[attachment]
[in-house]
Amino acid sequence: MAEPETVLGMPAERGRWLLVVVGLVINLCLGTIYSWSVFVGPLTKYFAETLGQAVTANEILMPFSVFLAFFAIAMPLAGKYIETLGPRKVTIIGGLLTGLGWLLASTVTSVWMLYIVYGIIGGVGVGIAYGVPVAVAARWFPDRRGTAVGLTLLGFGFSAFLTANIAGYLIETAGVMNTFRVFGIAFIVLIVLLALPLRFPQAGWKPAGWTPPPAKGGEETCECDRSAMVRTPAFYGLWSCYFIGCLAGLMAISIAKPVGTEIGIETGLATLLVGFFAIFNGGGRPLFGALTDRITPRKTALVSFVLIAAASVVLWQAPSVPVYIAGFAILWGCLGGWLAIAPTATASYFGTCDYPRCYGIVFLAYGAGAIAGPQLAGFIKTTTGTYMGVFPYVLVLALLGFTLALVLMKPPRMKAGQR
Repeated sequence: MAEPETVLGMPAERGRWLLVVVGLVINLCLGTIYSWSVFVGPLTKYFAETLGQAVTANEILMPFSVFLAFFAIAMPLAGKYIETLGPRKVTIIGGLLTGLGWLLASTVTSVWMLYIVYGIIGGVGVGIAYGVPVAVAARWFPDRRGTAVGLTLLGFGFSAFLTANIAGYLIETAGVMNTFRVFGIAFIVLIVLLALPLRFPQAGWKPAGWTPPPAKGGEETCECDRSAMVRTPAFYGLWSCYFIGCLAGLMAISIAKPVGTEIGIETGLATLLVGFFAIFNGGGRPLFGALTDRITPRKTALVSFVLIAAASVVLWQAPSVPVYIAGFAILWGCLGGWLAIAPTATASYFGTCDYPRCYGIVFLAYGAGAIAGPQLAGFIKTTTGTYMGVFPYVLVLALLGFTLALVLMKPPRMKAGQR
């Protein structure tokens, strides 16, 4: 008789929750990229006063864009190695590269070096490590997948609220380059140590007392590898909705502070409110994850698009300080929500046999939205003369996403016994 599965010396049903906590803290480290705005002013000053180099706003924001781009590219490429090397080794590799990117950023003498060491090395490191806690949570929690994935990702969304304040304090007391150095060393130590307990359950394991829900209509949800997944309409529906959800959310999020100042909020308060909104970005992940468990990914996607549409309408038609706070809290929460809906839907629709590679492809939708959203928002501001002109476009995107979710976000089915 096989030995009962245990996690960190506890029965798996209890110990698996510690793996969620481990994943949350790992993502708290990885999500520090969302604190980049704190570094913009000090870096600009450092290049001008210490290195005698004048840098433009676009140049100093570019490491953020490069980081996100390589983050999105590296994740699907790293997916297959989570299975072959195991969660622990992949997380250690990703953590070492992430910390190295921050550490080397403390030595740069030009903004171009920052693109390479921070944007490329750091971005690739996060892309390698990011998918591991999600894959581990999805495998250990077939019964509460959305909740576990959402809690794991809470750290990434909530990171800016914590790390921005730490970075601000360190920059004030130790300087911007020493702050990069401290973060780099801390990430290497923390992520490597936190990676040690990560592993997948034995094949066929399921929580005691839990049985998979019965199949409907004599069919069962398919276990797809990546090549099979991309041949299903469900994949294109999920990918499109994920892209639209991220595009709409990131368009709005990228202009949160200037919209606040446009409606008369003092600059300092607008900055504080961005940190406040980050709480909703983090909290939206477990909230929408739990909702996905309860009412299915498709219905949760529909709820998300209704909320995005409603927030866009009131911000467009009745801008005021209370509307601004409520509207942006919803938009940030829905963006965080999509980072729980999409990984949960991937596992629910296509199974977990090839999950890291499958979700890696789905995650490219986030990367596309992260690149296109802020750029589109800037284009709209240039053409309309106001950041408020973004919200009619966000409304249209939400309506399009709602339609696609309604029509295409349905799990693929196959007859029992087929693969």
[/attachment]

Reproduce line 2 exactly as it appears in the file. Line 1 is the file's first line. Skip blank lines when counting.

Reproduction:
Amino acid sequence: MAEPETVLGMPAERGRWLLVVVGLVINLCLGTIYSWSVFVGPLTKYFAETLGQAVTANEILMPFSVFLAFFAIAMPLAGKYIETLGPRKVTIIGGLLTGLGWLLASTVTSVWMLYIVYGIIGGVGVGIAYGVPVAVAARWFPDRRGTAVGLTLLGFGFSAFLTANIAGYLIETAGVMNTFRVFGIAFIVLIVLLALPLRFPQAGWKPAGWTPPPAKGGEETCECDRSAMVRTPAFYGLWSCYFIGCLAGLMAISIAKPVGTEIGIETGLATLLVGFFAIFNGGGRPLFGALTDRITPRKTALVSFVLIAAASVVLWQAPSVPVYIAGFAILWGCLGGWLAIAPTATASYFGTCDYPRCYGIVFLAYGAGAIAGPQLAGFIKTTTGTYMGVFPYVLVLALLGFTLALVLMKPPRMKAGQR